English Weirdness is a video series that explores and investigates the strange side of the English language, its irregular grammar, contradictory syntax rules, and even the oddities created by learners as they attempt to navigate the complexities of this language made up of Latin, French, Celt, and German influences. The creation of English-as-Second Language instructor Paul Duke, English Weirdness began as a one-off educational video made in early 2018 to promote online tutoring work. Since then, it has developed into an ongoing series we hope will spread to a global audience of English learners, teachers, and whomever else enjoys them.

Over the course of his years teaching in the ESL classroom, Paul observed that students often had similar questions when confronted with the contradictions, irregularities, oddities, and mysteries of English syntax. These were questions that nagged at them but which they could find no answers for in their reference materials or even on the Internet. Paul took note of these confusing and confounding aspects of the language, and his students’ frustration at the pat answers provided by grammar references and textbooks, and began thinking of ways to explain them that would satisfy his students’ desire to understand ‘why’ English behaved in these strange ways. When now-chief collaborator Uriel Alejandro Lopez de Lara Meneses studied English in Paul’s class, Paul was impressed by his talent for video production and passion for cinema, which they shared. When they decided to shoot a video based on an essay about modals Paul had written, and featuring Paul’s classroom technique of inductive grammar presentation, English Weirdness was born.

Together with student performer Tomoko Himeoka, the three of them made Episode 1 over the course of two after-school evenings with a total budget of zero. The video, posted on Youtube, was a limited but well-received release. However limited, interest in the video was passionate. Hiroko Nakahara, principal at Sakata Minami high school in western Japan, saw it and recognized its potential as an educational tool for her school’s English program, which she wanted to be innovative and revolutionary. English education has long been problematic in Japan, and she saw English Weirdness as useful in updating it. Visiting Canada in September 2018, a deal was struck to provide some initial financial support, enough to permit the production of several more videos. It was at this point English Weirdness was truly conceived as an ongoing series.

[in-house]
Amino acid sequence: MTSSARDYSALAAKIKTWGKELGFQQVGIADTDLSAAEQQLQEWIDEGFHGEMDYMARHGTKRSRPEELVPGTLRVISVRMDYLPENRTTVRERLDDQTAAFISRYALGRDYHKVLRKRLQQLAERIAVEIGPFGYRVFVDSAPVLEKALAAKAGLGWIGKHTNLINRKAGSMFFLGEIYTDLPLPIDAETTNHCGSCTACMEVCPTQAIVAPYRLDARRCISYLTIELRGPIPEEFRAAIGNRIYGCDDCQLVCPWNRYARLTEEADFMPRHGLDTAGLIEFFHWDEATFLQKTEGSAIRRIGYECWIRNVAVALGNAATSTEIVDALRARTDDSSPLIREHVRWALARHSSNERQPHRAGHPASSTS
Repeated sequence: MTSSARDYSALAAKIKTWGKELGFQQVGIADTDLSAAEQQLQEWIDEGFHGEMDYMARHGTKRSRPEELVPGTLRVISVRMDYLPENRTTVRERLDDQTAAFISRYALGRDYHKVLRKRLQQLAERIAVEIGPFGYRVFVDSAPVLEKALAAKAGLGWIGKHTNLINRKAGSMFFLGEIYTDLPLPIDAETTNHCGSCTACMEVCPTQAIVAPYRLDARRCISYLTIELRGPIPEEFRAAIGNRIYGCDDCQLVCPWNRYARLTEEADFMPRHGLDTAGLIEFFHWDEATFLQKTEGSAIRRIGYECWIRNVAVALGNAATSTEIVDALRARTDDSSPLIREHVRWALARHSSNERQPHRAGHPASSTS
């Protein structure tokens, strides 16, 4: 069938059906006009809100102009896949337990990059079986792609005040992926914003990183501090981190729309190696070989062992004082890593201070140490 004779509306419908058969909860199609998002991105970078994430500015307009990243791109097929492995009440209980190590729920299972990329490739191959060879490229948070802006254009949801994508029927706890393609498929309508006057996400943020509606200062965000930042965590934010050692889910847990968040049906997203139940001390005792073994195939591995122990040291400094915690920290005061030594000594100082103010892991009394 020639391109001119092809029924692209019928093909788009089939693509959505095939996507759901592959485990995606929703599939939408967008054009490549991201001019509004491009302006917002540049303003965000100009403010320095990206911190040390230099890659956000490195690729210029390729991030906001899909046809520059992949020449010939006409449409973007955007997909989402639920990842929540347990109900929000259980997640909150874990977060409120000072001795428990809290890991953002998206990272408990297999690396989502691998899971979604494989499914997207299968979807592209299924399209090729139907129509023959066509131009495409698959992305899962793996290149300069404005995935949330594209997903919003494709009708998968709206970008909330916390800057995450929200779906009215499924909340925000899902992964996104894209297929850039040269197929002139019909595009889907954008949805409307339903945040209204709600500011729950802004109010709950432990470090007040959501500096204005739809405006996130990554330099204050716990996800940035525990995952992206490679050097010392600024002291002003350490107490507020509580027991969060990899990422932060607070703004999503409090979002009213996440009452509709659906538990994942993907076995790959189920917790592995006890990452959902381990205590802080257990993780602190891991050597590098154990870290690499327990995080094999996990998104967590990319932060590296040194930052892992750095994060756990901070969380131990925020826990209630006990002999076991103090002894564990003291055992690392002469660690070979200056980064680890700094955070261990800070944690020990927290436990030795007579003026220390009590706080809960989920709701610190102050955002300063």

As new episodes materialized, other contributors have come on board. Singer-songwriter Nic Darwin, himself a former student of Paul’s, came aboard in 2019, contributing his song “Change” to the soundtrack of episode 3. In addition, Nic updated the series’ title sequence, providing visual effects and motion graphics.

Since then, the team has grown, the ideas have developed. From episode 3 onward, the series assumed its own particular style and tone. Paul describes English Weirdness as “The Twilight Zone Meets Sesame Street,” due to its combination of dramatized miscommunication and educational language analysis.

But the story of English Weirdness could not be told without mentioning the performers in the videos. Every character in the videos is played by either a student of Paul’s or a former student and alumni. It is they that inspire the episode stories, and they that motivate the production, for it is the English learners around the world, represented by those that have been under Paul’s tutelage, for whom these videos are written and produced. The goal of English Weirdness, you see, is not merely entertainment, although we hope it is that. The goal is to add something of value to the efforts of the global community of English learners. It is their sincere desire to learn, improve and develop their English proficiency that has always motivated Paul’s teaching, without and within the videos.

Enjoy, and spread the Weirdness!

-Paul Duke, April 2019.

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